On the 25 September 2019, two leaders of the Shipibo-Konibo indigenous people explained to the magistrates of Peru’s Constitutional Court why the community of Santa Clara de Uchunya were suing the Regional Government of Ucayali and its agricultural agency.
1 October 2019 saw a historic moment in Suriname. Two draft laws were submitted to the Minister of Regional Development: a proposal for a Collective Rights Act for Indigenous and Tribal Peoples in Suriname (including land rights), and a proposal for an amendment of the constitution.
The situation of violence, discrimination and hate discourses against Forest Peoples Programme's indigenous, Afro-descendant and campesino partners in Colombia has taken a drastic turn for the worse in recent months, despite the 2016 Peace Accords that won then president Santos a Nobel Peace Prize.
Acting in response to statements from the Brazilian President, an estimated 20,000 illegal miners are reported to have invaded the lands of the indigenous Yanomami peoples in the Amazon basin.
Just weeks after a grenade was hurled into a community gathering on May 4 2019, Colombia’s Afro-descendant leaders have once again been threatened.
Regional authorities in Ucayali, Peru are to issue an order which will remove protections for over 100,000 hectares of Amazon rainforest, opening it up to settlers and allowing for the invasion of indigenous lands. The affected forests have previously been declared as “Permanent Production Forests” (BPP), meaning they enjoy a high degree of legal protection from deforestation.
Indigenous communities very often face territorial threats which call for an agile response to avoid them escalating. In this second post of a two-part series, Miluska Elguera, who works alongside Kichwa communities in San Martin, Peru, shares how an innovative Early Response Fund mechanism is supporting grassroots responses to territorial conflicts.
An emotive candle light commemoration for all the indigenous leaders and community members killed in the two years since the adoption of the Colombian peace agreement was held in the town square of Riosucio, in Caldas, Colombia on 7 December 2018.
Clear improvements can be seen in the final text, but much still remains to be done before future FLEGT licenced timber can guarantee that indigenous peoples’ rights are fully protected.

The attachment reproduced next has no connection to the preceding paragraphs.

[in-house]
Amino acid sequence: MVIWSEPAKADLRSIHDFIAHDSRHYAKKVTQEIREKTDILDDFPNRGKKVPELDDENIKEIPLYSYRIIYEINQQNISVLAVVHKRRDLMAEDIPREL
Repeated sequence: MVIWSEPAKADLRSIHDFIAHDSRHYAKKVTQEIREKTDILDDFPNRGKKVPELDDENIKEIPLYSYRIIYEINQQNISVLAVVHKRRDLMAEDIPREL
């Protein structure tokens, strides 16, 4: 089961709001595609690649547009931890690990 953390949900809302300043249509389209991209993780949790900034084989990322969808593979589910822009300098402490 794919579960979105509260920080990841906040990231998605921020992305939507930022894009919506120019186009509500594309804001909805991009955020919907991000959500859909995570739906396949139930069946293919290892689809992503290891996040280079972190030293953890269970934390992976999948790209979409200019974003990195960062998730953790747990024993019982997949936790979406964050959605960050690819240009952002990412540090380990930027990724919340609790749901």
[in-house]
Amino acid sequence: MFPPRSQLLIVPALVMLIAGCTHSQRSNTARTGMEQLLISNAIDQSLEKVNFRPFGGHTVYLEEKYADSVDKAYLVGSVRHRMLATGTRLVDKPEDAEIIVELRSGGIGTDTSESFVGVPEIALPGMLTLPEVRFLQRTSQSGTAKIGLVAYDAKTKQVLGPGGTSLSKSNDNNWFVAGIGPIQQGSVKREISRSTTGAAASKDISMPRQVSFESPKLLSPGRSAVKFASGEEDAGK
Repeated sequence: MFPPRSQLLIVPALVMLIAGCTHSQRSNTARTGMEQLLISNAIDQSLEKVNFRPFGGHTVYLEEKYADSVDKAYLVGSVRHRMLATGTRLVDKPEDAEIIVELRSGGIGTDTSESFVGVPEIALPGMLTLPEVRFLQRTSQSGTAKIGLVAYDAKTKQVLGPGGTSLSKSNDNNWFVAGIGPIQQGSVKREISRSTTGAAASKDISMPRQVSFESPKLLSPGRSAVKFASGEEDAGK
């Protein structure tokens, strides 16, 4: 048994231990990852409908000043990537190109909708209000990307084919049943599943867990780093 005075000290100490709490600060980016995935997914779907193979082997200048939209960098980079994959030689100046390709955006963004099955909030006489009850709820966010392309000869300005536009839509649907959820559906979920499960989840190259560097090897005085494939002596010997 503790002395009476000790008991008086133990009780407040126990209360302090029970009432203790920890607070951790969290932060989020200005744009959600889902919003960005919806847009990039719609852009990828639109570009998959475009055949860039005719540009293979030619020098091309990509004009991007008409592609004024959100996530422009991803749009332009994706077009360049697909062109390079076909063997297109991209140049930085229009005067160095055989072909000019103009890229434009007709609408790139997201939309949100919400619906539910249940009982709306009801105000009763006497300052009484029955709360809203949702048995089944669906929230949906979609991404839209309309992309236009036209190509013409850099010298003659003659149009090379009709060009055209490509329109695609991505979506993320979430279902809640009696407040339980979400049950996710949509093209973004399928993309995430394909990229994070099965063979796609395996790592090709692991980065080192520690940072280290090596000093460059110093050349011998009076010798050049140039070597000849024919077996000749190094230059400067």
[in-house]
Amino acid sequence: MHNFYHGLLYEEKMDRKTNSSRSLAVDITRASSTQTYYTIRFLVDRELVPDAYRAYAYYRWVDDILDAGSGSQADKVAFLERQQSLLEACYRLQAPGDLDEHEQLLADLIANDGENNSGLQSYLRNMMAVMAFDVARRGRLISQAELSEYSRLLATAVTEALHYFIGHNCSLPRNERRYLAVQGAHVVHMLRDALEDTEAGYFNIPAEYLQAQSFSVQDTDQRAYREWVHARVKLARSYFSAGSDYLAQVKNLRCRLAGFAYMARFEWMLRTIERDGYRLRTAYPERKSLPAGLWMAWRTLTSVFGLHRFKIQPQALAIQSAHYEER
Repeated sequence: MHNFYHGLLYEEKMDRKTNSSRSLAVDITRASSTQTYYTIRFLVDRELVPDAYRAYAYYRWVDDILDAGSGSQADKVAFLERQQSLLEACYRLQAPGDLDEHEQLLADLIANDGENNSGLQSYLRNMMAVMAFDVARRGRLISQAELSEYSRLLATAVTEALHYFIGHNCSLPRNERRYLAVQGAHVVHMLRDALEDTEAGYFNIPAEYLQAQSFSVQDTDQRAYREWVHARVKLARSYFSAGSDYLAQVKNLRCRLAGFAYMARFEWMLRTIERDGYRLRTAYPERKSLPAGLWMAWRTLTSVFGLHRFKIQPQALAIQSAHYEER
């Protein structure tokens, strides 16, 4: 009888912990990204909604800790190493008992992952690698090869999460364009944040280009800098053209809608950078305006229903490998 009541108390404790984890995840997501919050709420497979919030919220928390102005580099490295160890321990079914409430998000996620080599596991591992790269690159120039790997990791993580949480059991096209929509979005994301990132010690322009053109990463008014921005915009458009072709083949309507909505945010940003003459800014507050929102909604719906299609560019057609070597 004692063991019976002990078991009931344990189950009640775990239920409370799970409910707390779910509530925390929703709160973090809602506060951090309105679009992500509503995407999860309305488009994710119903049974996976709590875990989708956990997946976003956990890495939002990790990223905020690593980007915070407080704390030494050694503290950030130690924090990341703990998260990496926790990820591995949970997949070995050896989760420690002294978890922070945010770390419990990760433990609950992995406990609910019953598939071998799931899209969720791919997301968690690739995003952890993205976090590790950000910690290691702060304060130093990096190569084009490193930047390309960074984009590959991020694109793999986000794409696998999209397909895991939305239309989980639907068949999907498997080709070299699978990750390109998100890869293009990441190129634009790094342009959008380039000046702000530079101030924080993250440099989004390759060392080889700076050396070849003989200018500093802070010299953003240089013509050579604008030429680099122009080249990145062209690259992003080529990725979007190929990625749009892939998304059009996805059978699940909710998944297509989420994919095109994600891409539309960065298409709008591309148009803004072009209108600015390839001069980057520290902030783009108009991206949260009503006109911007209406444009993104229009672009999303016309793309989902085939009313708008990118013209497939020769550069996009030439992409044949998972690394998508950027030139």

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Resguardo Indígena Colonial Cañamomo Lomaprieta.
South Rupununi District Council presents the Wapichan Environmental Monitoring Report, which details the work of their Monitoring Programme in relation to the mining at Marudi Mountain; and presents their recommendations and requests.
More than 400 community leaders, women, elders and families of Montes de Maria met the departmental government and state authorities to denounce growing insecurity in their home area, and to call for more progress in the implementation of the Peace Agreement.
Lawyers representing the community from the Peruvian human rights organisation, the Institute of Legal Defence (IDL), have highlighted 4 groundbreaking aspects of the decision which could lead to major reforms affecting indigenous land rights and forest protection in the Peruvian Amazon.
In the past month, Brazil's first indigenous woman was voted to Congress while the nation’s newly elected President is expected to pursue assimilation policies toward indigenous peoples and seek an end to demarcations of their lands and protections to the environment.
In a high level meeting on 12th September, representatives of the regional government of San Martin agreed to abandon their attempts to suspend the titling of indigenous communities in the vicinity of the Cordillera Escalera Protected area (ACR-CE), a threat made by the government in response to a landmark law suit filed in August 2017.
Breaking news: Historic legal decision for Peru's indigenous peoples as the nation's highest court agrees to resolve the lawsuit filed by the Shipibo community of Santa Clara de Uchunya.
In July 2018, the Shipibo community of Santa Clara de Uchunya, Peru, with help from FPP, launched a crowdfunding campaign to support urgently needed solutions in their fight to defend their forests and way of life from destruction by a palm oil company and land-trafficking gangs.
Colombian Afro-descendant activist Clemencia Carabalí Rodellaga has worked tirelessly towards ensuring the rights of her people are respected, and especially the rights of women and girls. And this valuable community work – which spans several municipalities in Northern Cauca – has sparked recent grave threats against her life, and the lives of her children.
The UN’s committee on the elimination of all forms of racial discrimination (UN-CERD) has issued its final observations on the performance of the Peruvian government.(1)